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Genetic “Dark Matter” Could Help Monitor Cancer

A digital illustration of a DNA double helix.
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Repeating genetic sequences in DNA are sometimes known as “junk DNA” or genetic “dark matter”. But thanks to new advances, we are learning more and more about what these sequences are, and how they may not be junk after all.

Researchers from the Johns Hopkins Kimmel Cancer Center have developed a machine-learning approach that identifies these sequences in both tumor DNA and cell-free DNA (cfDNA) that are shed into the blood.

The new approach, described in Science Translational Medicine, could provide a method to monitor cancer treatment or even detect cancers non-invasively.

Associations with repeated genetic sequences

“When you think about existing cancer genes and the DNA sequences around them, they’re just chock full of these repeats,” said Victor E. Velculescu, a professor of oncology and co-director of the Cancer Genetics and Epigenetics Program at the Johns Hopkins Kimmel Cancer Center and the senior author of the study.

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The researchers named their approach ARTEMIS ­– analysis of repeat elements in disease.

ARTEMIS analyzed over 1,200 types of these repeating genetic elements in both normal and tumor tissues from 525 cancer patients, finding a median of 807 altered elements in each tumor.

Nearly two-thirds of the identified repeats (820 of 1,280) had not previously been found altered in human cancer.

“Until ARTEMIS, this dark matter of the genome was essentially ignored, but now we’re seeing that these repeats are not occurring randomly,” Velculescu explained. “They end up being clustered around genes that are altered in cancer in a variety of different ways, providing the first glimpse that these sequences may be key to tumor development.”

Next, they created an ARTEMIS score for each sample using a machine-learning model. This provides a summary of the repeat element changes that were predictive of cancer. The ARTEMIS scores were able to distinguish the 525 tumor samples from normal tissue samples with high performance, with an area under the curve (AUC) of 0.96 – with 1 considered a perfect score. Additionally, higher ARTEMIS scores were linked to shorter progression-free and overall survival of the patients.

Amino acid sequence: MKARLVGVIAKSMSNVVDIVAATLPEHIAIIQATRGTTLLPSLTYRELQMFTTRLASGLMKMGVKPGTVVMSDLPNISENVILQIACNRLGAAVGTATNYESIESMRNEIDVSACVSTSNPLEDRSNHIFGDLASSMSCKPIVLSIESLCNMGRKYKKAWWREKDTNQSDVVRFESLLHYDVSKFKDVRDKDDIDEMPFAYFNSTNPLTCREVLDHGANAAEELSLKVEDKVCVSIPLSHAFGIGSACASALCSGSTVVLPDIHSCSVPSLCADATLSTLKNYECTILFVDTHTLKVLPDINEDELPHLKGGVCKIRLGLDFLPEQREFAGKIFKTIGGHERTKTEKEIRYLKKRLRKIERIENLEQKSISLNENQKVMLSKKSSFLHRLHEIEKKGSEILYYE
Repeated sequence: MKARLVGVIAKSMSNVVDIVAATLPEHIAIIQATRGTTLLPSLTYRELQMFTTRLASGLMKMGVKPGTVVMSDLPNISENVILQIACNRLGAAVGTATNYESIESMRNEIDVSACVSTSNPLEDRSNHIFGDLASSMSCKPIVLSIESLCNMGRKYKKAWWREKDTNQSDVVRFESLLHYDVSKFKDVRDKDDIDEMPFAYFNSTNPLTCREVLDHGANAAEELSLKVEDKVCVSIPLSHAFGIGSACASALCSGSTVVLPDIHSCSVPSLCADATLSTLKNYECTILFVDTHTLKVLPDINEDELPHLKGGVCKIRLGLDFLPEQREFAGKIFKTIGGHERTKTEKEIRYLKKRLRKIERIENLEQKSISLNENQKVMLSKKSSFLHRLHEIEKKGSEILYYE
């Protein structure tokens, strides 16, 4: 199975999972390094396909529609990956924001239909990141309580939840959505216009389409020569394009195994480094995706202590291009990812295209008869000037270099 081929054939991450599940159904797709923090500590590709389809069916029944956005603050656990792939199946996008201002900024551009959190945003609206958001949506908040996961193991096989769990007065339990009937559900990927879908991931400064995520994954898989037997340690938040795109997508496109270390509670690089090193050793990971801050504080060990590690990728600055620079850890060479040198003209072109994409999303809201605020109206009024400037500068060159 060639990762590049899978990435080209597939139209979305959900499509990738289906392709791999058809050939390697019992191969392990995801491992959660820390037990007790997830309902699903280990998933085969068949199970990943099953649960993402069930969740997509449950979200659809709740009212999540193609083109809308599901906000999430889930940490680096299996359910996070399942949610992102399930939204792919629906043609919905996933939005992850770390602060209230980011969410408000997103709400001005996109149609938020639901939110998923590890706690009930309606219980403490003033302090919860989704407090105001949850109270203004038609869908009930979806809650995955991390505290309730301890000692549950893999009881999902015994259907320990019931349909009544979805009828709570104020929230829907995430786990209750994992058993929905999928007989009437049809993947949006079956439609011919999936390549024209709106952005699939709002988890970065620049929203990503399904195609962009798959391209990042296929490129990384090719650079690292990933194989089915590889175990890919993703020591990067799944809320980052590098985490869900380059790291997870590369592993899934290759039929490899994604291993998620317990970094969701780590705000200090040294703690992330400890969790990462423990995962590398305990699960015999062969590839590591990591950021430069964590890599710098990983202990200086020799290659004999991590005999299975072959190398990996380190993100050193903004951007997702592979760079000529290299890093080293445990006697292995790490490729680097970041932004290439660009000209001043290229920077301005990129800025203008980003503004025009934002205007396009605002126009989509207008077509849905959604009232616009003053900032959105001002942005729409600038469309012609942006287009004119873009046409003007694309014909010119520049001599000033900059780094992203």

ARTEMIS was also evaluated for non-invasive cancer detection, applying it to 287 blood samples from patients with and without lung cancer. This classified patients with an AUC of 0.82 but combining ARTEMIS with another method – which detects changes in the size and distribution of cfDNA fragments – increased it to 0.91. Similar results were achieved for detecting lung cancer patients from those with cirrhosis or viral hepatitis.

ARTEMIS was also able to identify where in the body the tumor originated across 12 different tumor types with an average accuracy of 78%.

Illuminating the “dark genome”

“Our study shows that ARTEMIS can reveal genome-wide repeat landscapes that reflect dramatic underlying changes in human cancers,” said Akshaya K. Annapragada, lead author of the study and MD/PhD student at Johns Hopkins. “By illuminating the so-called ‘dark genome,’ the work offers unique insights into the cancer genome and provides a proof-of-concept for the utility of genome-wide repeat landscapes as tissue and blood-based biomarkers for cancer detection, characterization and monitoring.”

Velculescu explained that the project’s next steps are to evaluate the approach in larger clinical trials: “You can imagine this could be used for early detection for a variety of cancer types, but also could have uses in other applications such as monitoring response to treatment or detecting recurrence. This is a totally new frontier.”

Reference: Annapragada AV, Niknafs N, White JR, et al. Genome-wide repeat landscapes in cancer and cell-free DNA. Scie Transl Med. 2024;16(738):eadj9283. doi: 10.1126/scitranslmed.adj9283

This article is a rework of a press release issued by Johns Hopkins Medicine. Material has been edited for length and content.